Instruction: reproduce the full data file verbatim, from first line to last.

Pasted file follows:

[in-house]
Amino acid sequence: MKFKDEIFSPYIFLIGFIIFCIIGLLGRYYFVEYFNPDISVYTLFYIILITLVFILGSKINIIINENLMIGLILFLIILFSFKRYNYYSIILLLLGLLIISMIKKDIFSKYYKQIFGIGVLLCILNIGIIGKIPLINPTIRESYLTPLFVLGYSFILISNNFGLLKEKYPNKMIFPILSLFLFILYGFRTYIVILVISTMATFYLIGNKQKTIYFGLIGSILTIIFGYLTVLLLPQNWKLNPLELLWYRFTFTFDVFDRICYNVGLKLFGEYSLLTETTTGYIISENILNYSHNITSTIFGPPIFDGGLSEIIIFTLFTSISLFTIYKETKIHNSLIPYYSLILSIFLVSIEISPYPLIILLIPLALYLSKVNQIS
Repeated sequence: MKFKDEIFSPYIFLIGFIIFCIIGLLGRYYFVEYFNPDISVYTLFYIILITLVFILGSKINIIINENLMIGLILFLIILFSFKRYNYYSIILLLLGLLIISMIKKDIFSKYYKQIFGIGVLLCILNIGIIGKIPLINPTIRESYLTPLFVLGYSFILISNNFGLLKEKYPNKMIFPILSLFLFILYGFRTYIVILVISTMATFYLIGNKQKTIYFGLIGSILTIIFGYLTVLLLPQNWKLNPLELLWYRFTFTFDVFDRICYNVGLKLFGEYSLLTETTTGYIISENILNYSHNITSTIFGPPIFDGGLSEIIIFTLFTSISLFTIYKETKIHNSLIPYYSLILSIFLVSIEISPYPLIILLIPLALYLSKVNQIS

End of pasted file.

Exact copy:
[in-house]
Amino acid sequence: MKFKDEIFSPYIFLIGFIIFCIIGLLGRYYFVEYFNPDISVYTLFYIILITLVFILGSKINIIINENLMIGLILFLIILFSFKRYNYYSIILLLLGLLIISMIKKDIFSKYYKQIFGIGVLLCILNIGIIGKIPLINPTIRESYLTPLFVLGYSFILISNNFGLLKEKYPNKMIFPILSLFLFILYGFRTYIVILVISTMATFYLIGNKQKTIYFGLIGSILTIIFGYLTVLLLPQNWKLNPLELLWYRFTFTFDVFDRICYNVGLKLFGEYSLLTETTTGYIISENILNYSHNITSTIFGPPIFDGGLSEIIIFTLFTSISLFTIYKETKIHNSLIPYYSLILSIFLVSIEISPYPLIILLIPLALYLSKVNQIS
Repeated sequence: MKFKDEIFSPYIFLIGFIIFCIIGLLGRYYFVEYFNPDISVYTLFYIILITLVFILGSKINIIINENLMIGLILFLIILFSFKRYNYYSIILLLLGLLIISMIKKDIFSKYYKQIFGIGVLLCILNIGIIGKIPLINPTIRESYLTPLFVLGYSFILISNNFGLLKEKYPNKMIFPILSLFLFILYGFRTYIVILVISTMATFYLIGNKQKTIYFGLIGSILTIIFGYLTVLLLPQNWKLNPLELLWYRFTFTFDVFDRICYNVGLKLFGEYSLLTETTTGYIISENILNYSHNITSTIFGPPIFDGGLSEIIIFTLFTSISLFTIYKETKIHNSLIPYYSLILSIFLVSIEISPYPLIILLIPLALYLSKVNQIS